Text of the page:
DETROIT (Reuters) - Hummer plans to invest $9.4 million over five years and take advantage of tax credits to set up a Michigan headquarters after China’s Tengzhong acquires the brand from General Motors Co, a Hummer spokesman said on Tuesday.
Hummer LLC has received $20.6 million in state tax credits over 10 years to locate its headquarters in Michigan, contingent on the sale completion, Hummer spokesman Nick Richards said.
GM announced a preliminary agreement to sell Hummer to the little-known machinery maker Sichuan Tengzhong Heavy Industrial Machinery in June. The companies have been negotiating a definitive agreement since then.
Richards said on Tuesday that GM and Tengzhong were making progress in the negotiations, which would then have to go through a regulatory process.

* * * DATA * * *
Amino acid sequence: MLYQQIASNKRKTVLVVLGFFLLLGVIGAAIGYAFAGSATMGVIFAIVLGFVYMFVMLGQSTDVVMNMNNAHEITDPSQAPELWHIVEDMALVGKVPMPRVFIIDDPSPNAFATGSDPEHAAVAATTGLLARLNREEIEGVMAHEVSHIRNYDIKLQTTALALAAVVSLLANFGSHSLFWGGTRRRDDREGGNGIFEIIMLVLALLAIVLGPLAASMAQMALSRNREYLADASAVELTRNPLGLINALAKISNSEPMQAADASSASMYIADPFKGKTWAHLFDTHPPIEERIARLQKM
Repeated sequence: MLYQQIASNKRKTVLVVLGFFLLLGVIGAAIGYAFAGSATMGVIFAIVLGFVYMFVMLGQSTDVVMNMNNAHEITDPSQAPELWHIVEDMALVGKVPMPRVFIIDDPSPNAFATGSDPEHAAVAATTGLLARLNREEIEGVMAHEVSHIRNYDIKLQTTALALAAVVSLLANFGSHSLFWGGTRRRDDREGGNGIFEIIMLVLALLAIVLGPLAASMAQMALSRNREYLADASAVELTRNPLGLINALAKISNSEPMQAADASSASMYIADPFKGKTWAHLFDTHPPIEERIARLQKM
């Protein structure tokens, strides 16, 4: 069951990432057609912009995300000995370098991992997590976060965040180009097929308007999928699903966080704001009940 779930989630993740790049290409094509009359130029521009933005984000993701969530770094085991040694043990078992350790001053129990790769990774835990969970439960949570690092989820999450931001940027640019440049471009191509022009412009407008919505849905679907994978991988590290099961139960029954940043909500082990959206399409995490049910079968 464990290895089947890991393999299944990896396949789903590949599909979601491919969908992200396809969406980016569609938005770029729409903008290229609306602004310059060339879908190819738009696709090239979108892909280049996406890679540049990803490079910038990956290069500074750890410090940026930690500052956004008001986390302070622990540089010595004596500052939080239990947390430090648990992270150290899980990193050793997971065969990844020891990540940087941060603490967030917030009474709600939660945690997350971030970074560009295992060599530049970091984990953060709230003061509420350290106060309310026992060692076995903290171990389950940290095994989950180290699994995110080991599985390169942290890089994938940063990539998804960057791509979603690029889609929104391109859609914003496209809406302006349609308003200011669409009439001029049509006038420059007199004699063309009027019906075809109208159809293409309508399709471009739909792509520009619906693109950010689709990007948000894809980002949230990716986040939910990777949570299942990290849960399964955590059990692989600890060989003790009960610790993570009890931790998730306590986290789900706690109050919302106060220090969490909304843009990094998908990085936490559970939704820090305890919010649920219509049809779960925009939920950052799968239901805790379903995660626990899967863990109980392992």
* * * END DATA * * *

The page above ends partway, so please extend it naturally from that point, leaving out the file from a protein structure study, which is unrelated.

Terms of the sale were not expected to be released until there is a definitive agreement.
The Hummer brand, with its large SUVs derived from a military vehicle, has been both embraced and reviled for the size of the vehicles and their low fuel economy.
The brand is headquartered in Detroit with GM and expects to establish a headquarters in southeast Michigan that would initially employ 100 people and increase to 300 over several years, Richards said.
Another 641 jobs could be created indirectly from increased economic activity driven by the project, according to Michigan Economic Development Corp. estimates.
Hummer has looked at multiple facilities in southeast Michigan, Richards said. The headquarters staff would lead global design, engineering, product planning, purchasing, sales and other tasks. The deal between GM and Tengzhong includes long-term contract assembly and supply agreements.
Hummer would contract to build the H3 and H3T pickup truck at GM’s plant in Shreveport, Louisiana, through at least 2010. The H2 would also continue to be built by AM General in Mishawaka, Indiana, during a transition period.
Reporting by David Bailey, editing by Maureen Bavdek